The issue cannot be that important because in the last couple of debates most Government Members did not even bother to turn out. Sadly, the same is true today on the Labour Benches. The No. 1 story that we have heard over the years has been about the introduction of student fees. If that was such an issue to all youse guys, you could have abolished student fees in the last Parliament. Instead, you voted to increase them. If the Government introduce a Bill to abolish student fees, believe me, we will back them.

Jake Berry (Rossendale and Darwen) (Con): On the issue of what SNP Members will or will not back the Government on, the hon. Gentleman will be aware of their self-denying ordinance, as they call it, not to vote on England-only issues. The First Minister of Scotland restated that in 2008, using the example of foxhunting. Of course, that self-denying ordinance was broken in revenge, torpedoing all their arguments.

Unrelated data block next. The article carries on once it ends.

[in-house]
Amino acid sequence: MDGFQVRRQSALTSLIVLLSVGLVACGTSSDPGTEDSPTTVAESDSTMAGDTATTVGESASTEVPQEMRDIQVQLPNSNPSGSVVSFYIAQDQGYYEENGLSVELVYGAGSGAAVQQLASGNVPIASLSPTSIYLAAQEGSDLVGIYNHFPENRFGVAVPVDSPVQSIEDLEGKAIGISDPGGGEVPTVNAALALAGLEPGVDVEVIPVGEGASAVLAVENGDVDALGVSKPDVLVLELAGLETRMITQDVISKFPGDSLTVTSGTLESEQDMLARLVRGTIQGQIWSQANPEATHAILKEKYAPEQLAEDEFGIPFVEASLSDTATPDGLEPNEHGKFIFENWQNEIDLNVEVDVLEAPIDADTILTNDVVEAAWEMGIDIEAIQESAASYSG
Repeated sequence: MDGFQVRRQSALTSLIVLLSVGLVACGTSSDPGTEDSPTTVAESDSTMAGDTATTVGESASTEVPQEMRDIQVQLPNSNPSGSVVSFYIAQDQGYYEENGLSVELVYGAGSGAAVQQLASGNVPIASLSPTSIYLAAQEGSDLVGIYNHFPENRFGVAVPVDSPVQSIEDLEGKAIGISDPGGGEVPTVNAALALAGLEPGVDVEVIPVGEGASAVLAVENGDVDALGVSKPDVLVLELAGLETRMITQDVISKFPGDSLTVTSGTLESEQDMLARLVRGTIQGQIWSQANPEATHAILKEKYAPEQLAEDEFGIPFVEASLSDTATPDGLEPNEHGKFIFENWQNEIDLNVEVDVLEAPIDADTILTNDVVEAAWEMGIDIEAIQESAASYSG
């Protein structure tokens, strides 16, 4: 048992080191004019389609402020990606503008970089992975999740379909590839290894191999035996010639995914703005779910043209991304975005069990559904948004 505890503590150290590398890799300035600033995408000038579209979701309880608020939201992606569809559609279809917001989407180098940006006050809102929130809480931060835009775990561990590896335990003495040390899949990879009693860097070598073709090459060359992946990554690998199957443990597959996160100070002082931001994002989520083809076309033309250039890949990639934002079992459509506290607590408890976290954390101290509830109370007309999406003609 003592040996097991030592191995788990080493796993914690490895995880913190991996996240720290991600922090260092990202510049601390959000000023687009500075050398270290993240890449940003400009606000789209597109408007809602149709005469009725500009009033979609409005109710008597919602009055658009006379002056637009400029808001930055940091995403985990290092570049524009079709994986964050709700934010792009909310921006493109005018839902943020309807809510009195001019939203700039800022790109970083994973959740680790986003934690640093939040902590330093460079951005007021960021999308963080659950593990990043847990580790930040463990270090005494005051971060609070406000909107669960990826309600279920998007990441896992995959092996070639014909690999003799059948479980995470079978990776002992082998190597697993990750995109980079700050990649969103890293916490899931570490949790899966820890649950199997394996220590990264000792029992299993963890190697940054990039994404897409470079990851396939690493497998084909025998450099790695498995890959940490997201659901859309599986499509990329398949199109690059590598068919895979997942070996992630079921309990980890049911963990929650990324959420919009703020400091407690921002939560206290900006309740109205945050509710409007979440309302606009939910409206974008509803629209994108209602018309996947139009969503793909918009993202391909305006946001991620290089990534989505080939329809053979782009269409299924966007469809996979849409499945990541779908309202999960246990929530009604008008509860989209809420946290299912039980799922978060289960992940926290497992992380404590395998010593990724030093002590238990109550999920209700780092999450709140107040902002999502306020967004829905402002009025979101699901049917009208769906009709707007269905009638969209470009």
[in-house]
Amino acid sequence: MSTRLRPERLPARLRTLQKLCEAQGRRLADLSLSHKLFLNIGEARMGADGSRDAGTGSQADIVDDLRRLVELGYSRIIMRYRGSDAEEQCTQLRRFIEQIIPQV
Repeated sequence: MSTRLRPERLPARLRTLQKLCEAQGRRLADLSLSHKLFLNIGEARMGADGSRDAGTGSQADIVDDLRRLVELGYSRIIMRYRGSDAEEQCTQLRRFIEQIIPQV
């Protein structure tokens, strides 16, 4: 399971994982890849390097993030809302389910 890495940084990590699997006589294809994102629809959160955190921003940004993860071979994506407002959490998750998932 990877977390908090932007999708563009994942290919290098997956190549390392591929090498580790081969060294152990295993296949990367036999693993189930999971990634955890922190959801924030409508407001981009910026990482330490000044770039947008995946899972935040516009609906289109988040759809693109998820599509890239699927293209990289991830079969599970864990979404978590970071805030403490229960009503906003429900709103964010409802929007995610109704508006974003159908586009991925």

Alan Brown: It is good to see that the welfare of foxes is such a big issue that the Government want to stop SNP MPs voting on it. As a matter of fact, we did not vote on it—we just said that we might do and that was enough to have them running scared. The First Minister has said that we will vote for progressive policies in this House and that we will vote with other parties for those policies.

This is a mess of a proposal and I will outline why. It introduces further processes, delays and costs into the democratic process, when we are meant to be cutting costs. Earlier today, I mentioned that 44 new Lords have taken up their position in the other place since my election, and that is where we should be trying to cut costs.

This proposal does not take account of the Barnett consequentials. Despite what the Leader of the House said earlier today, he does not understand how policy links to finance. He says the two are different, but I can guarantee that if a policy decision is made in this House

22 Oct 2015 : Column 1223

and the actual budget does not align with it, he will be back here trying to change the Standing Orders again, saying, “That’s not fair.”